If you’ve finished watching Gilmore Girls: A Year in the Life, or if you’ve officially given up and just went on the internet for spoilers, you know by now what the final four words are. Or rather, the final two words — because let’s be real, saying the “final four words” is very misleading.
And since you know what the words are, you also know that they suck. They’re perhaps the worst “cliffhanger” in history, the stupidest, cruelest joke. They’re a failed attempt to be clever and bring things “full-circle” when in reality, that’s not what happens at all.
Lorelai gets pregnant at age 16 when she hasn’t even graduated high school or had a chance to go out in the world and be an adult without being a mom. Rory, on the other hand, gets pregnant at age 32. Same thing, right? Um, no, not really. In fact, Rory has had a chance at a life, a career, a real romance. Sure, she wasted it all, but she had a solid 10 years out of college to find herself. Hell, she had a chance to go to college, which Lorelai certainly never had a chance to do. So, it’s fair to say that the final ending that Amy Sherman-Palladino envisioned for years was, in fact, a failure.
So what exactly does ASP have to say for herself? Vulture talked to her to find out how exactly she can defend that ending.
“We didn’t really know what that last season was until we got into it and then we asked a lot of questions and we found out where the show ended. The show could have ended in a different place that made those last four words completely irrelevant. So we went into breaking this in a way that we were really looking at it like these three women are at a crossroads. The patriarch has died and what’s the way forward for them?”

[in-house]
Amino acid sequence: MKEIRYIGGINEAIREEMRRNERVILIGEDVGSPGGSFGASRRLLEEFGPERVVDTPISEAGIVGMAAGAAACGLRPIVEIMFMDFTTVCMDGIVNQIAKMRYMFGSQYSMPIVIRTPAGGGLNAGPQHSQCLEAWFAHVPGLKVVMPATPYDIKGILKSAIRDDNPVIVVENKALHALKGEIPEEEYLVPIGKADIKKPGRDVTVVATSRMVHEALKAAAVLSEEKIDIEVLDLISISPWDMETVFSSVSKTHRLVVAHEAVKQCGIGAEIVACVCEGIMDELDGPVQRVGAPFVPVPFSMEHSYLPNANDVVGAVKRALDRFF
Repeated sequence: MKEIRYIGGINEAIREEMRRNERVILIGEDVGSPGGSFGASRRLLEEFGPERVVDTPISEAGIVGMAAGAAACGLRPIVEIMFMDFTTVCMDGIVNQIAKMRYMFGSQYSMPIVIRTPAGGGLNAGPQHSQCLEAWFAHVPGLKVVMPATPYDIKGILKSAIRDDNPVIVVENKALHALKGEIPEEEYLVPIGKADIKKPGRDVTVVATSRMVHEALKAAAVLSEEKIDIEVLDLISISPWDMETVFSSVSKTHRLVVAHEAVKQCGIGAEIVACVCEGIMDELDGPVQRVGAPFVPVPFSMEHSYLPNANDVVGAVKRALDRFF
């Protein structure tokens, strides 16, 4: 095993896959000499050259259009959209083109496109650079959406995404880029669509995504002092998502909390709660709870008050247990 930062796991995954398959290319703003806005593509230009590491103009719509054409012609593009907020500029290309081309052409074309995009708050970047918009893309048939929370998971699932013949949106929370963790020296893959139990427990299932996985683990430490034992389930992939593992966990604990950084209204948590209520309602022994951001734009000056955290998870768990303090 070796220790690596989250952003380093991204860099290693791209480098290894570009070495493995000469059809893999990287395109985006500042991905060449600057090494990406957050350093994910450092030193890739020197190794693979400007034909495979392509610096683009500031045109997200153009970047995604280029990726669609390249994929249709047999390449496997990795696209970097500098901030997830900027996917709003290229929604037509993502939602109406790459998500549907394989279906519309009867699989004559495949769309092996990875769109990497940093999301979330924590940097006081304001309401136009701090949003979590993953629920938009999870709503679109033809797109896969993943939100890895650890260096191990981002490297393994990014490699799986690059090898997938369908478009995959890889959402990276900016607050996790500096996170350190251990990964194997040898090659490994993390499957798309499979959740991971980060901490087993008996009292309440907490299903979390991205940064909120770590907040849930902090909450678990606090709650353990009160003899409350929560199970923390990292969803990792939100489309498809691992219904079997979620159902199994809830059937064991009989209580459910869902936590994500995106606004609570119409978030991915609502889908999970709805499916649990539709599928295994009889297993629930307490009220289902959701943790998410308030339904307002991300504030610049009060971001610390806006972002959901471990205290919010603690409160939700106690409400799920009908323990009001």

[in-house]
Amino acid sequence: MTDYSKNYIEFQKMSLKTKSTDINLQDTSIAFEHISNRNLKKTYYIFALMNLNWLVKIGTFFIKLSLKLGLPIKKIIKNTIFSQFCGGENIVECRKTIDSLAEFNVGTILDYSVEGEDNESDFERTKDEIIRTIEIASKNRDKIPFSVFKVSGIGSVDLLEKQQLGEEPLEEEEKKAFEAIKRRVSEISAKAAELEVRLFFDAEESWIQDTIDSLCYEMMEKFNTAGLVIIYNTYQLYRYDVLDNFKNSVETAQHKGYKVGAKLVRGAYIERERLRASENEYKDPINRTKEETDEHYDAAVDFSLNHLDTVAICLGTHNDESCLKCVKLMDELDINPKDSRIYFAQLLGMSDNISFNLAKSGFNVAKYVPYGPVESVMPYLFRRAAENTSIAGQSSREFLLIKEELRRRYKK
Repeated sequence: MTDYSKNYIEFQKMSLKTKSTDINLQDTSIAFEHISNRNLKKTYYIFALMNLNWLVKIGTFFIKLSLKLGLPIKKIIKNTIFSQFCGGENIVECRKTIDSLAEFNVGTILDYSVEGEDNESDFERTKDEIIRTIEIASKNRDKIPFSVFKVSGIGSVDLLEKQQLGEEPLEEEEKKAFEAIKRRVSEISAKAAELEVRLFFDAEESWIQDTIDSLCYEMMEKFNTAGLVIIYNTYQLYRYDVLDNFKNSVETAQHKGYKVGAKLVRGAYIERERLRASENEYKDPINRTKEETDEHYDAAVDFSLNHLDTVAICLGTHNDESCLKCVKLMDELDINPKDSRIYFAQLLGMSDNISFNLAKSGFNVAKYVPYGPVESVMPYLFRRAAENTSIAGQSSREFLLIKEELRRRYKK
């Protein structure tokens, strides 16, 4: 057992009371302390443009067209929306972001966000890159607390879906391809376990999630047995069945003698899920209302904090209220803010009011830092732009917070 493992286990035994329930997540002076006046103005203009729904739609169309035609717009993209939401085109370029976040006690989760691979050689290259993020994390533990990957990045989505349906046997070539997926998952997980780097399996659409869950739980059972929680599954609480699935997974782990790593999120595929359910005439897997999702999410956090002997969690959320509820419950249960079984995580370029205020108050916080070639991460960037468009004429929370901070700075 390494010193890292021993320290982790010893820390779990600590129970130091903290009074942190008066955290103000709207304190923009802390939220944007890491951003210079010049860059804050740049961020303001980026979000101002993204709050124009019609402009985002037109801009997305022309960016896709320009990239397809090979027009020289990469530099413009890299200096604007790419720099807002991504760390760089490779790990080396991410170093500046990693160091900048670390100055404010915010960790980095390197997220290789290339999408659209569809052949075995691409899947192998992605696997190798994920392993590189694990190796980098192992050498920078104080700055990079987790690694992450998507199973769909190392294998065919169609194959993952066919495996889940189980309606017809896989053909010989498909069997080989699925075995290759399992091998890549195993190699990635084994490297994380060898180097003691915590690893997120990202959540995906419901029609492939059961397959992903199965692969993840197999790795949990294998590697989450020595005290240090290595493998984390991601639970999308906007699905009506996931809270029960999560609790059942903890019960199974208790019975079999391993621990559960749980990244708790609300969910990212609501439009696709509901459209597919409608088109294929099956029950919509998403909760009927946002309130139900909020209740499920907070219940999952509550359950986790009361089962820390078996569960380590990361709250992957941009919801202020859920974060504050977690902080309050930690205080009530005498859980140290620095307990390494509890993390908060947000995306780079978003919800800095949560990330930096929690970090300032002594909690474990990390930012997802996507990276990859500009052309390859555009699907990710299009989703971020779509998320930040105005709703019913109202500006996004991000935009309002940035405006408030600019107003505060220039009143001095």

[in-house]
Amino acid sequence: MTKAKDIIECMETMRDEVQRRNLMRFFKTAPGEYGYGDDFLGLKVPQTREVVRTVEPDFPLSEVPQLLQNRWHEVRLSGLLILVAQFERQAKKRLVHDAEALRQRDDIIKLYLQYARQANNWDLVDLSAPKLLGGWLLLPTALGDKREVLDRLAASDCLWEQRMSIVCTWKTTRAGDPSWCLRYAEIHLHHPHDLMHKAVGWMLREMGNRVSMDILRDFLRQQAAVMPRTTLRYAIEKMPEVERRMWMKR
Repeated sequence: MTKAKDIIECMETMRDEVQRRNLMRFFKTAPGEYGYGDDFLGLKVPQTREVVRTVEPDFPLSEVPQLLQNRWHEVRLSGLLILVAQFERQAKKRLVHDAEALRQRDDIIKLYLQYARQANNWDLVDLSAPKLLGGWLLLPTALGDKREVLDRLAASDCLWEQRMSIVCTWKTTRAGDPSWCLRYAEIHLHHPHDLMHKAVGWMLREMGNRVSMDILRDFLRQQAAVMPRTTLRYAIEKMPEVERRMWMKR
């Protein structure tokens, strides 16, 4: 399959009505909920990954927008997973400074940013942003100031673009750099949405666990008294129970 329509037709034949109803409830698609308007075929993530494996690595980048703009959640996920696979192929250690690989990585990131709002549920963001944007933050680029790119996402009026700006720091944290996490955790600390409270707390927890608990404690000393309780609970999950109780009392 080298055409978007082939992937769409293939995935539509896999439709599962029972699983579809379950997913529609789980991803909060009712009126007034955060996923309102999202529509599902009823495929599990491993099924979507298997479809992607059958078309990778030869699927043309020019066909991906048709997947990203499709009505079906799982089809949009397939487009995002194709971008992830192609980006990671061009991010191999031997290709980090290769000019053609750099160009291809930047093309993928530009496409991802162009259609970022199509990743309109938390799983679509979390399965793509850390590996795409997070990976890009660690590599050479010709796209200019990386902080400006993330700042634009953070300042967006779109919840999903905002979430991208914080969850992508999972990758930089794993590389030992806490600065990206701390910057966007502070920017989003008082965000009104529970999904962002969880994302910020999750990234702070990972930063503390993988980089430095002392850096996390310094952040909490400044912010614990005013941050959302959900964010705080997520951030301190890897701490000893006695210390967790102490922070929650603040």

“Organically, the last four words fell into place on this. It’s not something we would have shoved in there if it hadn’t really led us to a good space and if we weren’t churning toward that anyhow. What’s interesting about the last four words as originally conceived is they would have been when [Rory] was 22, and while that still, I think, thematically would have worked with the whole idea of history repeating itself full freaking circle — you know, daughter follows in mother’s footsteps — to me it’s actually more interesting, it takes on more relevance, that it’s at the same age. She’s at the same age now that Lorelai was when we started the series.
“That’s just an interesting kind of dynamic. When we met Lorelai, she was 32 and that’s where she was in her life and now we’re leaving Rory at 32 with the thing on the horizon. It felt kind of cooler to us to do it now than if we had done it when we were still on the WB.”
Right, right. So tell us again how Lorelai getting pregnant in high school and Rory getting pregnant as an adult is the same thing? Yeah, that’s what we thought. Nice try, ASP, but we’re not buying it.
Feature photo courtesy of Netflix